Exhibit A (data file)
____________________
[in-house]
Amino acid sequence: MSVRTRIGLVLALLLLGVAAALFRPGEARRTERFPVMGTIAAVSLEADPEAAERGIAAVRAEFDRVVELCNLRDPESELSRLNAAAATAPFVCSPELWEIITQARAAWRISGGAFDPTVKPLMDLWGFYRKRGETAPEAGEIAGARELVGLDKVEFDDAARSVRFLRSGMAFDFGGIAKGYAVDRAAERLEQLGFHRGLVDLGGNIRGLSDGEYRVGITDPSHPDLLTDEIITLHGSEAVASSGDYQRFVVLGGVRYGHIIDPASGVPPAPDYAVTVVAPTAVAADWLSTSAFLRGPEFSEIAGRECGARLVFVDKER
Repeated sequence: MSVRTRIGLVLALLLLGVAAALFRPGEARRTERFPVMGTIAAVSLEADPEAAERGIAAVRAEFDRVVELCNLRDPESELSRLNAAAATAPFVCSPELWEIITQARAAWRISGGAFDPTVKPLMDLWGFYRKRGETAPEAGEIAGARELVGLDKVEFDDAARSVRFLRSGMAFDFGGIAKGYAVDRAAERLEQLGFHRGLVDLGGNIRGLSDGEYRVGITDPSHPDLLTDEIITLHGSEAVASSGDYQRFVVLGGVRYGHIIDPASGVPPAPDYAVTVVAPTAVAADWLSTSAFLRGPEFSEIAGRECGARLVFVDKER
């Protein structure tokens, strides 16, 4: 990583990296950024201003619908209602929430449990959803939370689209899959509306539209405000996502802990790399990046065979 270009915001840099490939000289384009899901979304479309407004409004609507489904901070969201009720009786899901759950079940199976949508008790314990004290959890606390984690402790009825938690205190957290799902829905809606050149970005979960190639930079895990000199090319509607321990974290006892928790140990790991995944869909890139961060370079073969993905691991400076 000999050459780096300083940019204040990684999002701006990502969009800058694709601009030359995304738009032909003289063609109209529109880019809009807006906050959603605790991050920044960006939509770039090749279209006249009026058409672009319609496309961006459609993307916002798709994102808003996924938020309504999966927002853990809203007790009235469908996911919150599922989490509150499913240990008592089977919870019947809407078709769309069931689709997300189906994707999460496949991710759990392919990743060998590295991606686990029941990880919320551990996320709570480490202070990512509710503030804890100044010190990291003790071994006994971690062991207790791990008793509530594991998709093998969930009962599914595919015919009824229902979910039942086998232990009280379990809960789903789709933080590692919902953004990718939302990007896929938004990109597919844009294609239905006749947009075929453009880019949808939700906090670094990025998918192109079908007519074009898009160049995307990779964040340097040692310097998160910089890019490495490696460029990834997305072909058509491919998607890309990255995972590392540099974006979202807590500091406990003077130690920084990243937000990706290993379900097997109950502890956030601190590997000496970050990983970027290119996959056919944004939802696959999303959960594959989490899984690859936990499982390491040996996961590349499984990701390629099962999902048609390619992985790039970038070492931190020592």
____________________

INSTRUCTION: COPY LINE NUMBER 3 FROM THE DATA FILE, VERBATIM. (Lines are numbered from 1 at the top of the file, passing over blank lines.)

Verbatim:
Repeated sequence: MSVRTRIGLVLALLLLGVAAALFRPGEARRTERFPVMGTIAAVSLEADPEAAERGIAAVRAEFDRVVELCNLRDPESELSRLNAAAATAPFVCSPELWEIITQARAAWRISGGAFDPTVKPLMDLWGFYRKRGETAPEAGEIAGARELVGLDKVEFDDAARSVRFLRSGMAFDFGGIAKGYAVDRAAERLEQLGFHRGLVDLGGNIRGLSDGEYRVGITDPSHPDLLTDEIITLHGSEAVASSGDYQRFVVLGGVRYGHIIDPASGVPPAPDYAVTVVAPTAVAADWLSTSAFLRGPEFSEIAGRECGARLVFVDKER